Thomas Collins

When I heard the subject of the challenge was a surface, my thoughts went immediately to a sand shaded fan inlay I have wanted to try. We don’t have a place for a table, so I thought a serving tray for my wife’s teas would be nice. But after talking with Rick and Neil, I realized they were looking for something with a little more structure. After playing around with the idea of a tea tray with a stand, I came to the conclusion I would not have enough time to complete the project.

Rick said he saw the surface as something to hold something up. I figured what better to hold up then me, so I am building a stool for the shop. I started with the basic idea of a stool and started refining it based some design features I wanted to use and the stock I had on hand. The seat will be made out of 8/4 cherry and will be sculpted with the band saw and hand tools. The legs will be made out of white oak and there will be three (because my stock will only yield three blanks). Where the legs are joined to the seat I will use through tenons and sculpt the joints similar to a Maloof rocker. I am considering a simple inlay or some banding, but have not decided yet. While this piece may appear simple, I am hoping the form and the details will make it something special.


I started working on the seat for my three legged shop stool. I am using two pieces 6” x 16” x 8/4 cherry stock jointed in
preparation for glue up.

Next I built a fixture to drill the compound angle holes for the legs.

Drilling the holes

Holes all drilled.

Seat layout to be cut out with the band saw after mortises are cut on the edges for loose tenons.


I am still working and pushing to get my stool done on time. No real issues other than time. I have left bosses on the bottom of the seat to hopefully sculpt to the legs. I am not sure if this is going to be worth the effort and will evaluate the idea more once I have the tenons on the legs and can start fitting them. If it is not what I want, I will just remove the bosses and scribe the tenon shoulders to the bottom of the seat. The seat is cherry and the legs are white oak.

Two halves of seat and seat profile template with leg bosses. My band saw only has 6.5” of clearance, so I will glue up after cutting.

Shaping bottom of seat with leg bosses.

Shaping top of seat.

Three leg blanks – tapered and rough shaped.

Roughed out tenon ready to be turned round on the lathe.

Right – end of leg rough shaped.


Here it is; my three legged shop stool. This deceptively simple looking stool was amazingly complicated to build. I always thought chair making was the hallmark of a craftsman; and now I know it. The seat is cherry and the legs and stretchers are white oak. This project called on me to use most of my hand and power tools, but one stood out. My Veritas spoke shave allowed me to quickly and accurately shape the legs which are very hard white oak. The final shape reminds me of an airplane propeller. This project definitely challenged me and opened up a new way of woodworking free of 90 degree angles, fences,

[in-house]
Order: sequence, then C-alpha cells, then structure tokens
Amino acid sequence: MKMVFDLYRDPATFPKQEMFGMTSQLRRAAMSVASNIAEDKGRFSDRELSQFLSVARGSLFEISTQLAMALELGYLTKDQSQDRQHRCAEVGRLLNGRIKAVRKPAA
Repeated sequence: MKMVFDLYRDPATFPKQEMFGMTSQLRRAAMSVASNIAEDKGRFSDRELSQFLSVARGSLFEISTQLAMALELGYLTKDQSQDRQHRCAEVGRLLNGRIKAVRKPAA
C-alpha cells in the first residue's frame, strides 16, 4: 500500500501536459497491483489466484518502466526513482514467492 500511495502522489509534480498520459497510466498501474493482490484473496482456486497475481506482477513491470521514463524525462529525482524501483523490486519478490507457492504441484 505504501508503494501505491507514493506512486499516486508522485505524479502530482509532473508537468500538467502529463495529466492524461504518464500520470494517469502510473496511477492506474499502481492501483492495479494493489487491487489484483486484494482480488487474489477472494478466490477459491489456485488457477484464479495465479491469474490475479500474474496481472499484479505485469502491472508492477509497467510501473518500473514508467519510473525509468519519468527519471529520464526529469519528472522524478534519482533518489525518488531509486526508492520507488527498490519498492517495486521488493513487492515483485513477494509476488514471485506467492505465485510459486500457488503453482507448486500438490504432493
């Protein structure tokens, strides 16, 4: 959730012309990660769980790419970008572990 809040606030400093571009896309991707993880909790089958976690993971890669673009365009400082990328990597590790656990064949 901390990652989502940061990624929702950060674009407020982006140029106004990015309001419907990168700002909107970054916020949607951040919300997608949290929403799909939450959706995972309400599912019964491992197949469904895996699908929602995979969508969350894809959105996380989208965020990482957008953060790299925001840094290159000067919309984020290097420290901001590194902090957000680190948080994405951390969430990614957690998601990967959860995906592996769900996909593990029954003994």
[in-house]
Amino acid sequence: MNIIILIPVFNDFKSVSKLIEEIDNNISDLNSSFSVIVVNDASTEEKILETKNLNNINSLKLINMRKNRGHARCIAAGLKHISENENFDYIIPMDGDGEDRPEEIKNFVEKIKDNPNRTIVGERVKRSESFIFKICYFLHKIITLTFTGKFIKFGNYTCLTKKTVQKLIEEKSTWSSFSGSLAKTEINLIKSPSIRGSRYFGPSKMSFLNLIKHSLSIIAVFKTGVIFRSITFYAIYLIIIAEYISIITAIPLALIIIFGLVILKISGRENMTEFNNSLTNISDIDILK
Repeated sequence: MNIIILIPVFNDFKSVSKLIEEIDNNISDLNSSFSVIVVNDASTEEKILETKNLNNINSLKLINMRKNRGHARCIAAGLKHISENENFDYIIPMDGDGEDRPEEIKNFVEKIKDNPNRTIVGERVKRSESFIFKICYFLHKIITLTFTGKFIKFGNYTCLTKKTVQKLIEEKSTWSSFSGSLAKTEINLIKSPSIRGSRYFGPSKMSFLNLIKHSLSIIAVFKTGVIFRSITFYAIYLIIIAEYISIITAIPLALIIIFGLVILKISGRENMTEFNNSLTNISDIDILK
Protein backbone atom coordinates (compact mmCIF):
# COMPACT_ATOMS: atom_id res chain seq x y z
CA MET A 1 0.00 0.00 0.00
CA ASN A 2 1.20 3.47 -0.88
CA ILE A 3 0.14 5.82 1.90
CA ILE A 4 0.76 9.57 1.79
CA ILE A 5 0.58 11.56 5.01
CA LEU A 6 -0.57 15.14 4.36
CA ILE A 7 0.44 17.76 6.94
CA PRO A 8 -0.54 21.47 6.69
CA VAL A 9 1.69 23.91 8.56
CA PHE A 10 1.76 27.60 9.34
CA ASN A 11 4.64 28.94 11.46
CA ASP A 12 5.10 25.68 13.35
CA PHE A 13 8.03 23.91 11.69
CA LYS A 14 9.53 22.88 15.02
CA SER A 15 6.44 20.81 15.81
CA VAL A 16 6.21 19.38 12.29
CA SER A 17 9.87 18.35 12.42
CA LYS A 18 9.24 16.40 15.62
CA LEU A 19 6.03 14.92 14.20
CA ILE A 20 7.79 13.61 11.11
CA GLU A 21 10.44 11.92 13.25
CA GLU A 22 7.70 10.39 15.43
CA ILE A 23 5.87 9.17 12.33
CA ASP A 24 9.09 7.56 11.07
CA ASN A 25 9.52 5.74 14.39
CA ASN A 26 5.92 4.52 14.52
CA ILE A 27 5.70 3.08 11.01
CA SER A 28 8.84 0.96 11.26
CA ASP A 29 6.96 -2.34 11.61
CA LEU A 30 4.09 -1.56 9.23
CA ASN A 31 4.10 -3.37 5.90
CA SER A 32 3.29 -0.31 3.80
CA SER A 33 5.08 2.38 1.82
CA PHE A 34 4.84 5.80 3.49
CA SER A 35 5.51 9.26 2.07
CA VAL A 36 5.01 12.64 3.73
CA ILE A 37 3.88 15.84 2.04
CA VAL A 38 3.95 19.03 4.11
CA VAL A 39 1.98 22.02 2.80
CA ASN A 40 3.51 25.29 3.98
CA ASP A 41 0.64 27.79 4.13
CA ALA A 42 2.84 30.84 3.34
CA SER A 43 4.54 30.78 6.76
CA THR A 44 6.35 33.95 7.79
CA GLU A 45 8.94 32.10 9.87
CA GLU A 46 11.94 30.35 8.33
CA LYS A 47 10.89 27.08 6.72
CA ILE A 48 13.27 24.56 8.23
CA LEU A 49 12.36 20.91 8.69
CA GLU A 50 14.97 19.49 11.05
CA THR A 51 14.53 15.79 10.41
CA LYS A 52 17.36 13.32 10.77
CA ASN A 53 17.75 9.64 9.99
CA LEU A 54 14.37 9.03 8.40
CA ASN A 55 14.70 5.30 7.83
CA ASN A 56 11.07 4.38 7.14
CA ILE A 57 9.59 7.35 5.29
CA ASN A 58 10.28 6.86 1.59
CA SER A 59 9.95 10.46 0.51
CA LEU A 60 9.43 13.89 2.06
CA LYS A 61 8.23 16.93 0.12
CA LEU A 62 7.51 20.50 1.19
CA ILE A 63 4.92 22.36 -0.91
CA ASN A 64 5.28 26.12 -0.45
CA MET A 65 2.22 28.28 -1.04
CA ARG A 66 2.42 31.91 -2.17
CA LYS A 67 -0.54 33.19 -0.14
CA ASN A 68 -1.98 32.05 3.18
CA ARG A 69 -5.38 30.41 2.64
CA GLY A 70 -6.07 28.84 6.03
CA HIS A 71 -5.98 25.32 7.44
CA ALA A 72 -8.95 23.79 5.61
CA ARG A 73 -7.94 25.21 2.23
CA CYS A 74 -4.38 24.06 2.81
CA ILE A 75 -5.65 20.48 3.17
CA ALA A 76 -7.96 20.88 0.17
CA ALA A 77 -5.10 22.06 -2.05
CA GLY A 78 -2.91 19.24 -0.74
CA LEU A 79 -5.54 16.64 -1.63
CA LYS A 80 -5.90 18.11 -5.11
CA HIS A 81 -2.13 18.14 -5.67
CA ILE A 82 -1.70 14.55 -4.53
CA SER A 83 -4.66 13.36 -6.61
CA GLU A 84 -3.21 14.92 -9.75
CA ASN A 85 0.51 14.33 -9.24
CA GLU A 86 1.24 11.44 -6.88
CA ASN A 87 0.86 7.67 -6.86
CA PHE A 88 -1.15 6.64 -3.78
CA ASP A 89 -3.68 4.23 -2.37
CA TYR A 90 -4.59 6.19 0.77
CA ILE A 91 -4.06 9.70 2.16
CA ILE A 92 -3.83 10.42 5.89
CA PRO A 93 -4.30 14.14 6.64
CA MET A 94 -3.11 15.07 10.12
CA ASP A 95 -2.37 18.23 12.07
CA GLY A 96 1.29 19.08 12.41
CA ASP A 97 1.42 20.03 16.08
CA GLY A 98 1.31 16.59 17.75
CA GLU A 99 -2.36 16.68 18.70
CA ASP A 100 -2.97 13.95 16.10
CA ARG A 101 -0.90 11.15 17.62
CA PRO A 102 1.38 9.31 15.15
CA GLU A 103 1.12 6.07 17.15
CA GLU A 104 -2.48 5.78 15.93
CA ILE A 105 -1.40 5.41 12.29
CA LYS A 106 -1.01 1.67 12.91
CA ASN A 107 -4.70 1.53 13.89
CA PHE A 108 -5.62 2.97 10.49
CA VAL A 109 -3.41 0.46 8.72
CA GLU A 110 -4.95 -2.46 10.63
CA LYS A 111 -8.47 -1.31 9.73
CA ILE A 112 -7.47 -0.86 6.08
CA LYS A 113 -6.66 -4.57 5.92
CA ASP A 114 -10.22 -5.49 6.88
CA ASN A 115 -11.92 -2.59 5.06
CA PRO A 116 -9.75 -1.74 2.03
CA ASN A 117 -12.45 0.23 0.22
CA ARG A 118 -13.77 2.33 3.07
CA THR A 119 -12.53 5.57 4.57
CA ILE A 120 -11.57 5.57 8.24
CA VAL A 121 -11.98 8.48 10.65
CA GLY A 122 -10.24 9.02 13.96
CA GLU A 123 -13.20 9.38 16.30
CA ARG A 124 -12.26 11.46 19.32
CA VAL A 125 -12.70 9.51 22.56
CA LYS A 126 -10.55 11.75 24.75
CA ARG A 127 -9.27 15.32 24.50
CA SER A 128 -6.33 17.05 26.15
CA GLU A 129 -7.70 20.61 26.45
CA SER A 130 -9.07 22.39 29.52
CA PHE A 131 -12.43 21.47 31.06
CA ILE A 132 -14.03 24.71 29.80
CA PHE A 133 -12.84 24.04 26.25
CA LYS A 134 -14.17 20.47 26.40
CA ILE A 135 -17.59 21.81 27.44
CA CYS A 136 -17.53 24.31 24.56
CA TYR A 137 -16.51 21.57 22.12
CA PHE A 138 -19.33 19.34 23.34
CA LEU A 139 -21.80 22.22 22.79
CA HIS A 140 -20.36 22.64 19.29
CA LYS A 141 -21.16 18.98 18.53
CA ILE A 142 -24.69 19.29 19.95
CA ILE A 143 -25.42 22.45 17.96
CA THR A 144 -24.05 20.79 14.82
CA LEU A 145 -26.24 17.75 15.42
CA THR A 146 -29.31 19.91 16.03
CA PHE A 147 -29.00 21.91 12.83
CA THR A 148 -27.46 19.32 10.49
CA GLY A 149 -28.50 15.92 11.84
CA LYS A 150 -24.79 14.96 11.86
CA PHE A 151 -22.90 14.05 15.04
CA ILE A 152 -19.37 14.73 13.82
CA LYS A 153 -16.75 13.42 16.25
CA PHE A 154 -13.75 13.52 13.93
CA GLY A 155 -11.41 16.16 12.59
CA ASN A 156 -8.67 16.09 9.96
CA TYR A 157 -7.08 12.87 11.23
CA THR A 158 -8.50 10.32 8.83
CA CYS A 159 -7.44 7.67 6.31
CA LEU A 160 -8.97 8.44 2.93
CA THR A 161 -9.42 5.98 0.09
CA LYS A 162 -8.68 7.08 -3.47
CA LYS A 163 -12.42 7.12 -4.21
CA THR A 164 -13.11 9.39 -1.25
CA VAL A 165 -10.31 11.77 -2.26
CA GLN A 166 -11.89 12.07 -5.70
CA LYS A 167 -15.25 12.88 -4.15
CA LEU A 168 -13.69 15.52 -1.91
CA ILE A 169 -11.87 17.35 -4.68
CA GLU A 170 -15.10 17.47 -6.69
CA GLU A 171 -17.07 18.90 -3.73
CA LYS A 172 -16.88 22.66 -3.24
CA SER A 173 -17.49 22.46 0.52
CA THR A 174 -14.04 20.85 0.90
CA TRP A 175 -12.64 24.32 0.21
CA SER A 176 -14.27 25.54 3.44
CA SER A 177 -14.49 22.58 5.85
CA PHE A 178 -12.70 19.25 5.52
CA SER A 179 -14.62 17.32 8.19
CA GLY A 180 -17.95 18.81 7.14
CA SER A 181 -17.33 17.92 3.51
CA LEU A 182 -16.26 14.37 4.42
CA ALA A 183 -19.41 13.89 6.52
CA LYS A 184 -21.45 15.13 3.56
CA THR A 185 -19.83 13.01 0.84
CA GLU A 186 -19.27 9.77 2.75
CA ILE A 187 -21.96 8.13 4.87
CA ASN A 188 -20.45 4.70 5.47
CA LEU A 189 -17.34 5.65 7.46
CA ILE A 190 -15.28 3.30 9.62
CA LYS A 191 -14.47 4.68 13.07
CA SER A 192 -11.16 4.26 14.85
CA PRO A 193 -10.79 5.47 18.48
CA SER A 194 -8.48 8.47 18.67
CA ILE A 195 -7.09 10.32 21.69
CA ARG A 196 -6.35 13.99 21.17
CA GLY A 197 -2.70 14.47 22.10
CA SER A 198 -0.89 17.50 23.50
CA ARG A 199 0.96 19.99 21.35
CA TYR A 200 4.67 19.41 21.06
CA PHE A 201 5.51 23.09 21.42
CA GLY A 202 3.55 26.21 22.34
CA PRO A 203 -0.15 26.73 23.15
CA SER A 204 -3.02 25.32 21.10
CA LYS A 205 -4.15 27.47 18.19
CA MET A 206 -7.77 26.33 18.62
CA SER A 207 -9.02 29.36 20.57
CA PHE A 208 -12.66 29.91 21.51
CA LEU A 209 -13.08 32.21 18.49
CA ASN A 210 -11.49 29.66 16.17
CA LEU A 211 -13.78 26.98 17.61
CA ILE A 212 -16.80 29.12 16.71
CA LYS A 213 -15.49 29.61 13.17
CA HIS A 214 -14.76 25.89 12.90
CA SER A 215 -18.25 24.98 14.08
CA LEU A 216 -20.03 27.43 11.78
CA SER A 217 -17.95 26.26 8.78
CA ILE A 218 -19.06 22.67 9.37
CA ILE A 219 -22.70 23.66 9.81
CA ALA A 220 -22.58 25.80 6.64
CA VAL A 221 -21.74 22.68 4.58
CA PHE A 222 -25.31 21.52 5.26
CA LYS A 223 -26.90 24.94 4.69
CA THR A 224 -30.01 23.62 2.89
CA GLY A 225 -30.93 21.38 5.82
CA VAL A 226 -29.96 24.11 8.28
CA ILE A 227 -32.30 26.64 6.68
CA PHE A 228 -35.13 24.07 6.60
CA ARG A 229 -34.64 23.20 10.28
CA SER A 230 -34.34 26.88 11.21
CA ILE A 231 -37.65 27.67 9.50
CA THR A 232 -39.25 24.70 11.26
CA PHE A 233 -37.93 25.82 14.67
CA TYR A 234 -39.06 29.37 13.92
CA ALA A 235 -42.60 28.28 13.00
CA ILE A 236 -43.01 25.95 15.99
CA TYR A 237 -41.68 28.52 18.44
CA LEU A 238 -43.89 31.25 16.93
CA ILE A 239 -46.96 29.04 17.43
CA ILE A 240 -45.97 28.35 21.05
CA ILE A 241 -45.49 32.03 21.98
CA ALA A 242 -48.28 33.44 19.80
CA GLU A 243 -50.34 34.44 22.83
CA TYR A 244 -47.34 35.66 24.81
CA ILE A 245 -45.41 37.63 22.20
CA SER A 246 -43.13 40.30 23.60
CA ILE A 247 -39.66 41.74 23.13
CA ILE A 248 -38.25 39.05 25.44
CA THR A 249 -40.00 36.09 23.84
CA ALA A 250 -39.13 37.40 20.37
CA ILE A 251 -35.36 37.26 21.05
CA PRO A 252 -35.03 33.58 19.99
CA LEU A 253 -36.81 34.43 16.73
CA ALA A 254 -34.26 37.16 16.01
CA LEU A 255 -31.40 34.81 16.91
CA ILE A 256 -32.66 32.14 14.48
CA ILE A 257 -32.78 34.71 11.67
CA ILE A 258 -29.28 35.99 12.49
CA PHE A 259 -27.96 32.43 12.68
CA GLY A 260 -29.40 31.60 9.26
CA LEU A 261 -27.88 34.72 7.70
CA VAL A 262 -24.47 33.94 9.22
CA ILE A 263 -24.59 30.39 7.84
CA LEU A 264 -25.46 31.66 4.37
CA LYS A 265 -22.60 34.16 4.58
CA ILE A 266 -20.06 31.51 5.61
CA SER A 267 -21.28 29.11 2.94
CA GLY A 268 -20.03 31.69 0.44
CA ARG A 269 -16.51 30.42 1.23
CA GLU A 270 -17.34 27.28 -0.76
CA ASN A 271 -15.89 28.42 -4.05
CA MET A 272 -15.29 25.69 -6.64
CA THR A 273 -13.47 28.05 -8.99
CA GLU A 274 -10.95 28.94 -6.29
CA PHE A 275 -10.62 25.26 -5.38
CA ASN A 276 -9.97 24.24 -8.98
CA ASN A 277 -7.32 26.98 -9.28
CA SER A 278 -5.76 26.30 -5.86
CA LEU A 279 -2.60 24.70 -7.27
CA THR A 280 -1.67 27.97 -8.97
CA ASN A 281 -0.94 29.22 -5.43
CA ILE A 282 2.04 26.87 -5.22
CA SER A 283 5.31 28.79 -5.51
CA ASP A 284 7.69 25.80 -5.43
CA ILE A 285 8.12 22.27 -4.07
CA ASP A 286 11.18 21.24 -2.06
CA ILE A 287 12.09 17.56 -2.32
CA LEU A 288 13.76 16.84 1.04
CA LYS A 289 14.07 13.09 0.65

and router bits.

I know stools are common, but I really feel like I put my mark on this one with the material selection (cherry for looks and contrast, and white oak for strength), using only three legs, and the blade like shape of the legs which looks very thin from one angle and robust from another. I like the way the lines
flow, but are different when viewed from various angles. The stool is simple and basic and at the same time it is complex and ever changing.

I started the design with the shape of the seat and then the angle of the legs. I did not vary from this design in the build, but refined it as I shaped the parts by hand. The seat was made up of two cherry blanks glued up. Next I drilled compound angle holes for the legs. I came up with a simple way of doing
this by making a jig using my compound miter saw. (I thought it was clever and I submitter it to Fine Woodworking’s Methods of Work.) I then band sawed out the seat shape. The legs were cut on a taper jig on the table saw. I then turned 1” diameter tenons on one end of each leg on the lathe. In a similar
manner I made the stretchers and fitted them to the legs. Then I shaped everything using my spoke shave. The glue up went well including the wedges and I finished the stool with several coats of Tung oil.

I had originally left bosses on the bottom of the seat at each leg location with the intention of shaping the seat into the legs in the spirit of a Maloof rocker. I think this would have worked, but short on time I scraped the idea and used shouldered tenons. Yes I did hear the podcast Neil and Adam, but I thought
this would look better and separate my stool from the mass produced type.

Thank you to Rick, Neil, Adam, the sponsors, and all the other contestants. It was fun and really hard.

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